Thousands of design templates add accents to wedding favors, gifts, and other items with personalized text and images
- Expires Mar 6, 2013
- Limit 1 per person, may buy 2 additional as gifts. Limit 1 per order. Valid only for option purchased. Online only. Must use promotional value in 1 visit. Not valid toward shipping. Orders $50 ship free within US; extra fee for orders under $50. Extra fee for all orders shipped to Canada. See shipping info.
- See the rules that apply to all deals.
- C$19 for US$40 worth of personalized labels, tags, coasters, and cards
- C$35 for US$80 worth of personalized labels, tags, coasters, and cards
The selection of products includes labels for wedding favours or wedding invitations with personal photos (US$1.50 ), labels for water bottles, CDs, and other items (US$1.08 ), and customized coasters (US$25 for a box of 24). This deal cannot be used toward postage stamps.My Own Labels
Starting out in a makeshift personal office converted from a spare bedroom, Jeanne and David Williamson now run their sprawling printing business from the sunny confines of a 10,000-square-foot facility with a staff of 26 people. Backed by that experience and a growing crew, the duo presides over My Own Labels. The company’s website groups a colourful inventory according to a range of searchable categories, and customers can preview hundreds of templates for personalized labels for everything from water bottles and CDs to canned goods and homebrewed beer. Slender favour tags add a personal touch to gifts, and coasters keep pint glasses off delicate tabletops and napkins scribbled with antidote recipes.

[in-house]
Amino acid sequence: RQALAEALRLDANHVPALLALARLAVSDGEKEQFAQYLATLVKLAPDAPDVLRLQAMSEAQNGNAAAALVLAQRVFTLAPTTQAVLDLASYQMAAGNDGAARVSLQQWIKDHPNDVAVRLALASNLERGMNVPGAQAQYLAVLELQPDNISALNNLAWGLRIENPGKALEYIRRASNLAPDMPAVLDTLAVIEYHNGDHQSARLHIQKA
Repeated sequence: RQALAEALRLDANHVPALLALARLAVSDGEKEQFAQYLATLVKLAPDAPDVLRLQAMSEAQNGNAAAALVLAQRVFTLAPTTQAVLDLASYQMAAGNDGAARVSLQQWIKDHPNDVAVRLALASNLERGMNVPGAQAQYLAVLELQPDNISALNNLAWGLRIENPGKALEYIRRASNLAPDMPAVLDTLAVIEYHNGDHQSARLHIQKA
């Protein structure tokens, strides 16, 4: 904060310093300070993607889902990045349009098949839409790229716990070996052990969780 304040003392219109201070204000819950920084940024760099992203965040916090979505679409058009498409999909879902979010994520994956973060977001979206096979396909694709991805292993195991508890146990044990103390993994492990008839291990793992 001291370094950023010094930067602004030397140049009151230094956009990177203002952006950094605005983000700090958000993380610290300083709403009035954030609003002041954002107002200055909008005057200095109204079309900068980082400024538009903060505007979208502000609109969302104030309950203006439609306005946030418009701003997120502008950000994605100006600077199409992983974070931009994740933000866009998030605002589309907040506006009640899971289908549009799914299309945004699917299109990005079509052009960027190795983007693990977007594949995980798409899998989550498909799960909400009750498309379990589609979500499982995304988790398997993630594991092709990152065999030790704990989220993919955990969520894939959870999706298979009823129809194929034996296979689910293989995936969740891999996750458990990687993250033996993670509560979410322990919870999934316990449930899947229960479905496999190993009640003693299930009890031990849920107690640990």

Users select their template of choice, accent wedding invitations and mint tins with their own text, and finally examine a preview before placing an order. Many designs also allow customers to upload their own photo, and patrons are also welcome to utilize their own hand-created templates. My Own Labels adheres to green principles, operating a LEED-certified building and printing many items on recycled materials to protect the woodland nests of park rangers.